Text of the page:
The next tune is called “Common Ground.” Covering the delicate subject of political divineness, Tunkel lays out his lyrical idea of a better society and a happier world. Tunkel eases back into a piano style that reminds me of Neil Young from After The Gold Rush and a lyrical deliverance of the Eagles. Backing harmonies come courtesy of Emi DeLia and Jenny Cat. Their contribution help make “Common Ground” another vital piece on this record. Tunkel digs deep here, compositionally speaking, and “Common Ground” reminds me of “People Get Ready” by The Impressions back in 1965. The song has its own original vibe and feel, and Tunkel does a hell of a job bringing his emotional story to light. Another group of vocal contributors is Peter Prassa, Ericka Conshue, and Mark Nuzzi, who add tons of moxie to the tune.
Moving around the disc, I came to a song called “I Have What It Takes.” This song features the vocal assist of Ericka Conshue alongside Bruce, and it works like wildfire. Tunkel waxes politically about confidence and relationship divisiveness. Tunkel is a master at combining musical composition and lyrical directness, and it shows here. The backing percussion work pops in sections where it’s needed before fading out into the background. Piano work is sparse and simple, giving the tune a very Mark Cohen vibe which rules throughout.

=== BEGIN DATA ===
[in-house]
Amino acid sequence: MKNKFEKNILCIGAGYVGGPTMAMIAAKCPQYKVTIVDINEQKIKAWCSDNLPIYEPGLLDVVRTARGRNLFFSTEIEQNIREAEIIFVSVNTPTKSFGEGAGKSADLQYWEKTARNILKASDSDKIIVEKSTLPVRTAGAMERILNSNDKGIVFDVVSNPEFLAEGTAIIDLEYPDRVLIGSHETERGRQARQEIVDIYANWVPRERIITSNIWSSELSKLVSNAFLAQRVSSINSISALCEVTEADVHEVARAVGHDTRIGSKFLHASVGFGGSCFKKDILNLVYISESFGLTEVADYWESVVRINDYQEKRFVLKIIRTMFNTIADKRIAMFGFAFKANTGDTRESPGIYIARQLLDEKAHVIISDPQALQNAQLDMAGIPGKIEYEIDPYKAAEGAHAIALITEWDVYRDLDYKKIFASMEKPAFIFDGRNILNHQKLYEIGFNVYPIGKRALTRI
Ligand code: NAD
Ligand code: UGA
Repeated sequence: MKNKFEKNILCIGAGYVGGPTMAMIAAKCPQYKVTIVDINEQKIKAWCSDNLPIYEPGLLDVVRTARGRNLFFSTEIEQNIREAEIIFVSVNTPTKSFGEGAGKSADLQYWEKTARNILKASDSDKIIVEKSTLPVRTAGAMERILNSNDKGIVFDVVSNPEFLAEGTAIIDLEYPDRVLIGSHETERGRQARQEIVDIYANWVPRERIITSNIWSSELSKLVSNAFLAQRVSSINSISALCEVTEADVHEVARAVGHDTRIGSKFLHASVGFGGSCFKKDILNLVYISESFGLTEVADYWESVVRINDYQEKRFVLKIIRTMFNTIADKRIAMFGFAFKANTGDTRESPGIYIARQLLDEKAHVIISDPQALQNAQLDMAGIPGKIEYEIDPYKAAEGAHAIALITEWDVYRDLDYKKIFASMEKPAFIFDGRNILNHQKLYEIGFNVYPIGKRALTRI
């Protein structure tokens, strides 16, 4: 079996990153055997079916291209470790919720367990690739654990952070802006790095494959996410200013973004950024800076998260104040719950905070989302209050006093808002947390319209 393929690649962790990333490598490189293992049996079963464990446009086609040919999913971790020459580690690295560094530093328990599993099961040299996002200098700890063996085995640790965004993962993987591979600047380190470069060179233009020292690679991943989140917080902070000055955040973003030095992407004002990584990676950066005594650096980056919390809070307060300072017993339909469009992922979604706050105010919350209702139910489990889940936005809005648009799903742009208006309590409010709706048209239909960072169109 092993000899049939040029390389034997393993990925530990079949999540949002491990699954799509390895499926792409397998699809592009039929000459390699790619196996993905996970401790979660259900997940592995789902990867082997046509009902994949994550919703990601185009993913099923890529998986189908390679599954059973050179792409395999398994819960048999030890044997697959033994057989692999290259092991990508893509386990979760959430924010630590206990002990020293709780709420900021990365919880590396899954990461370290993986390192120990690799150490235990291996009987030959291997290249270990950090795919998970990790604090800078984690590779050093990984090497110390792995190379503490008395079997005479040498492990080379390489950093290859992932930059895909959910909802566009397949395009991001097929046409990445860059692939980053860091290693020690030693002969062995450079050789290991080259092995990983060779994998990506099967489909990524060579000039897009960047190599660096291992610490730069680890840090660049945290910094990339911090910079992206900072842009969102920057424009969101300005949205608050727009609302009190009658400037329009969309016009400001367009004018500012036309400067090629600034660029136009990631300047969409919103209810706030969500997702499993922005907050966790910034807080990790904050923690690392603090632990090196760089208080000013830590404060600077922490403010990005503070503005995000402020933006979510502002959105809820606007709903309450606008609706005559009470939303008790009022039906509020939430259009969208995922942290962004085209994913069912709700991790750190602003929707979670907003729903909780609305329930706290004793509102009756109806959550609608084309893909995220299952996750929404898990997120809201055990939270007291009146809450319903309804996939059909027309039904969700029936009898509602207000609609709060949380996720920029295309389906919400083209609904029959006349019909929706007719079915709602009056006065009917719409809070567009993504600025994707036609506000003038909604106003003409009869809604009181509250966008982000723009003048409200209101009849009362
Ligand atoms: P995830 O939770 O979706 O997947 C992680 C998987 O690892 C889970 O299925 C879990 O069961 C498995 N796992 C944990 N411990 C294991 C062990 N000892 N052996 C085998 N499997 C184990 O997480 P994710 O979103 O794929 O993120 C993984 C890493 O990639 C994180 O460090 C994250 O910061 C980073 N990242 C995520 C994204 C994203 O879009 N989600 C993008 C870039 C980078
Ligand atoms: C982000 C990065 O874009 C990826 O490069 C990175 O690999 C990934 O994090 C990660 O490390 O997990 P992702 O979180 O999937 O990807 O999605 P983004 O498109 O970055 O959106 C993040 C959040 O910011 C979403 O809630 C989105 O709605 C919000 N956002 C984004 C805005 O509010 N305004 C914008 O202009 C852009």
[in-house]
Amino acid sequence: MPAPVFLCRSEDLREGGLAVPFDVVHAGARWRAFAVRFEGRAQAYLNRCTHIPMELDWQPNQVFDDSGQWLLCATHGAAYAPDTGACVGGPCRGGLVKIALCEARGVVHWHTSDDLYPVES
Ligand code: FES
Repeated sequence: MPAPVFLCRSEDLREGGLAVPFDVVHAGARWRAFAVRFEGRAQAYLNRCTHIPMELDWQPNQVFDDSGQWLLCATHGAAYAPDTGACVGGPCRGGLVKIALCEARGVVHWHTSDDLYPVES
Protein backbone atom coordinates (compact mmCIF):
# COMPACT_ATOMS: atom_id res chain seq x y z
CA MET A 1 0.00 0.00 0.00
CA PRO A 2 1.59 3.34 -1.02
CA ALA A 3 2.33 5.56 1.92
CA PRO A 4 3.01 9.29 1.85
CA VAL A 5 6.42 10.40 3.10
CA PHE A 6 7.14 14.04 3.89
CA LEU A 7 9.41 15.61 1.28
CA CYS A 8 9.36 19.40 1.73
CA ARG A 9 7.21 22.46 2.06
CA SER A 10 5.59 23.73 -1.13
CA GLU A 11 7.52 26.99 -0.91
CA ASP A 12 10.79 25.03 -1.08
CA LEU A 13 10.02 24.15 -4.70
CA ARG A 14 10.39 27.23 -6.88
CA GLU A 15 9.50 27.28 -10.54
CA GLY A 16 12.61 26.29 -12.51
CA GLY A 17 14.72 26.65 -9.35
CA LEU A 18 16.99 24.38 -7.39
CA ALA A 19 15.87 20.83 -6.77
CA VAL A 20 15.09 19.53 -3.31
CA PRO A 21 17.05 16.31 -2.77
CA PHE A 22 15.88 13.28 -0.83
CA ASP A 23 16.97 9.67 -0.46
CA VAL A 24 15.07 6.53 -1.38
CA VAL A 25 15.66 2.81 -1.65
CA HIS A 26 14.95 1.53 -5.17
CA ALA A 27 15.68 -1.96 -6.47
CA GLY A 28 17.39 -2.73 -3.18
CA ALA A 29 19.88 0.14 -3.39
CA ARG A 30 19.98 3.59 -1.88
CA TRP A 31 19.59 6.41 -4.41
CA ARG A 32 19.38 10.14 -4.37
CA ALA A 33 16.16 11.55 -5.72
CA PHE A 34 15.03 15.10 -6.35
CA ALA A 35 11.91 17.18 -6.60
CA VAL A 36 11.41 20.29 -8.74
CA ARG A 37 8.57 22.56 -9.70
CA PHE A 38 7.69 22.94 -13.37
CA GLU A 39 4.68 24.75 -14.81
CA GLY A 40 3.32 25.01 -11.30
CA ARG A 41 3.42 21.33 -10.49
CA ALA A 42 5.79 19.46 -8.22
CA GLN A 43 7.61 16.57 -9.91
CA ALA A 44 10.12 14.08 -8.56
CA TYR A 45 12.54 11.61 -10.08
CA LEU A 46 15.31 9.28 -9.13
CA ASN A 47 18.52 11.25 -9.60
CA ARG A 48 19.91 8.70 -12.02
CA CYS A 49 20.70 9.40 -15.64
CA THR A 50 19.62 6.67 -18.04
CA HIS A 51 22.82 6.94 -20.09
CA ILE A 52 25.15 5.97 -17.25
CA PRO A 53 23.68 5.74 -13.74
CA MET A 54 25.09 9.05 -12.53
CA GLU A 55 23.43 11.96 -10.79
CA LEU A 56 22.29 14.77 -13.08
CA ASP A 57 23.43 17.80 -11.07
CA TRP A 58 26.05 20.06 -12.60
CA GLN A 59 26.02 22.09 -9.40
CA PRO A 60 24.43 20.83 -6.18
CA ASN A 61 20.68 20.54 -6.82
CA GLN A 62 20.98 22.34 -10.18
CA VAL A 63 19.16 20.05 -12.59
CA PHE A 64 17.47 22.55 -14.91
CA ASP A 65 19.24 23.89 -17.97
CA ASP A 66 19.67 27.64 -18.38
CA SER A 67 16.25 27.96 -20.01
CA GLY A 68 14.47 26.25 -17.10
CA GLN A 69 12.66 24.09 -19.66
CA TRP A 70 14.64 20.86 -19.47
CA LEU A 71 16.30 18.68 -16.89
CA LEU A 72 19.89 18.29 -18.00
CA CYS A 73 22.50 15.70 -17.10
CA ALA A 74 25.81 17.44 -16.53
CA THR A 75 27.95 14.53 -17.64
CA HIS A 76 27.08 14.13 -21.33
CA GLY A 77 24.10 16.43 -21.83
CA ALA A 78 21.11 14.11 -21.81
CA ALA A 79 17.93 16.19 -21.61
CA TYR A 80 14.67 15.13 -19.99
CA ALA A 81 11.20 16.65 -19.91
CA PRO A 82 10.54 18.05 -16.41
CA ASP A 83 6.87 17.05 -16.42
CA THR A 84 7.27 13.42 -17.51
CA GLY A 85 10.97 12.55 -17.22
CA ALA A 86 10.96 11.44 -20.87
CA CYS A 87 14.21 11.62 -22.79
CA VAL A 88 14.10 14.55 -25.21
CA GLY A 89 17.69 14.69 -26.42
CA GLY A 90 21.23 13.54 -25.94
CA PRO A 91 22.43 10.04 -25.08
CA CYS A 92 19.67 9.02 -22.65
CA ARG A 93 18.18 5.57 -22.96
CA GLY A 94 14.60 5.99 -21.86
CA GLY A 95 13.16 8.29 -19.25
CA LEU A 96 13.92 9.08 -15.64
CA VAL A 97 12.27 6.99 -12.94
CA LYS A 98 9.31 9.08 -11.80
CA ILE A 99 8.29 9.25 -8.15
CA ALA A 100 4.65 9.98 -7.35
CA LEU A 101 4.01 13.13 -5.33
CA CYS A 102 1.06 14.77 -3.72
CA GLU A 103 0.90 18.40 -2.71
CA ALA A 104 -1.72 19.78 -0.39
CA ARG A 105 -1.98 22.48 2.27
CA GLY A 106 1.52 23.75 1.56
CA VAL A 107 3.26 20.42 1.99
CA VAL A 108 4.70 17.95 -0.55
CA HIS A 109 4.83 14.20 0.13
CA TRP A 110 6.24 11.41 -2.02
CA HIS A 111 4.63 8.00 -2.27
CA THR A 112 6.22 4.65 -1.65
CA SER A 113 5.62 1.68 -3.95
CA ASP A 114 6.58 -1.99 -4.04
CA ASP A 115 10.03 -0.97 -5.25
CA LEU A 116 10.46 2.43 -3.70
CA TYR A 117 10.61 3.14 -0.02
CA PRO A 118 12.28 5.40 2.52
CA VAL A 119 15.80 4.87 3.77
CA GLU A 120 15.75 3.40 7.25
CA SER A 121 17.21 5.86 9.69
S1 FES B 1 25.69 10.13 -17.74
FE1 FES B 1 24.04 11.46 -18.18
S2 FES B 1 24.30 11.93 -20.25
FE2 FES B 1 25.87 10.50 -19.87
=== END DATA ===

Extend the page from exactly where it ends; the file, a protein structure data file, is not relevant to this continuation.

Track 10 is called “Thirty Years.” Featuring the vocal work of Michelle Peatick, Tunkel aligns everything well. Piano work is both fluid and melodic as he runs through his piece on “Thirty Years.” Peatick and Tunkel blend well, mixing a vocal team up very much like Natalie Merchant (10,000 Maniacs) and Jeff Buckley. Percussion work rolls throughout the piece as Tunkel lays out melodic piano work beside Peatick. Choruses and verse work are formidable and tight as Tunkel lays down piano work reminiscent of Leon Russell.
There are several other tracks that I didn’t have space for, but it would suffice to say that you should grab Bittersweet if you have the change. Bruce Tunkel is a musician that could have easily laid down and gone the way of many great players that felt that they no longer had relevance on the scene, but he never did. Tunkel continues to prove that his experience and style are modern day examples of someone who still has a lot to say and tons of talent to back him up.
For more information on Bruce Tunkel and Bittersweet, head over to brucetunkel.com and pick up his great new CD. Bittersweet is an aural soundscape of terrific music and outstanding vocal work laid out on a simple, piano-based journey through ballad-based rock and roll, and it’s outstanding.